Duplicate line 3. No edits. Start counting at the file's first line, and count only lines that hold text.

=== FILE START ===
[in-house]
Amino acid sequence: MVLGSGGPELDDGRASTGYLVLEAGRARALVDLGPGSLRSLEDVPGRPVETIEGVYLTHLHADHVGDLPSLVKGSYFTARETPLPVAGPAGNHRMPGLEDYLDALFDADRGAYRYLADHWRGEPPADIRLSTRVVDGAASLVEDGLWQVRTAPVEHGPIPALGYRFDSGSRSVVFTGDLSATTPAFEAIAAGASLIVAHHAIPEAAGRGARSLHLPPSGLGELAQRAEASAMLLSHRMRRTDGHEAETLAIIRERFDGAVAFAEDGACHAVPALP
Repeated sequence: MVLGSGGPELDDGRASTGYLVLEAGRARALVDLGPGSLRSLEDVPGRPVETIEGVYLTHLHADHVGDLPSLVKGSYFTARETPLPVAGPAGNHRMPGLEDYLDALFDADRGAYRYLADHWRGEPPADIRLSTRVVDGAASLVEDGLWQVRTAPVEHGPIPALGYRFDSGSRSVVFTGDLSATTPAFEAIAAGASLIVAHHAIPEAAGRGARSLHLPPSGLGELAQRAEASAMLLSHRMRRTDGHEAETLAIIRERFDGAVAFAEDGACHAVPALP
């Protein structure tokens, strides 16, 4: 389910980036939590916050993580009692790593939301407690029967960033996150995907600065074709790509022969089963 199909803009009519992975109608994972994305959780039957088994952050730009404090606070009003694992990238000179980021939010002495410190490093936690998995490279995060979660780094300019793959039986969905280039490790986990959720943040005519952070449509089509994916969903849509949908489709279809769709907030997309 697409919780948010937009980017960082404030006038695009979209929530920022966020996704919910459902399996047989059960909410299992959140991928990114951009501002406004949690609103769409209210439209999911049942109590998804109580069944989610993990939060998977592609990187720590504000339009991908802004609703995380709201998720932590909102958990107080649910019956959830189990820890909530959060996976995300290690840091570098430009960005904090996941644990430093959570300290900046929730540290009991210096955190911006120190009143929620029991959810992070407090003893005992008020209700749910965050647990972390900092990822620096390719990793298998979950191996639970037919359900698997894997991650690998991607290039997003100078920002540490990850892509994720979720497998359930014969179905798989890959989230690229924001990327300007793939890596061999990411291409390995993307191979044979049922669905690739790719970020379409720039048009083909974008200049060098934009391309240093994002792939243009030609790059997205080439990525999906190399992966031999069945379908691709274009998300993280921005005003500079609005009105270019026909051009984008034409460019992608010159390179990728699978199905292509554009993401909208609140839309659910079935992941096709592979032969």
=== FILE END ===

Repeated sequence: MVLGSGGPELDDGRASTGYLVLEAGRARALVDLGPGSLRSLEDVPGRPVETIEGVYLTHLHADHVGDLPSLVKGSYFTARETPLPVAGPAGNHRMPGLEDYLDALFDADRGAYRYLADHWRGEPPADIRLSTRVVDGAASLVEDGLWQVRTAPVEHGPIPALGYRFDSGSRSVVFTGDLSATTPAFEAIAAGASLIVAHHAIPEAAGRGARSLHLPPSGLGELAQRAEASAMLLSHRMRRTDGHEAETLAIIRERFDGAVAFAEDGACHAVPALP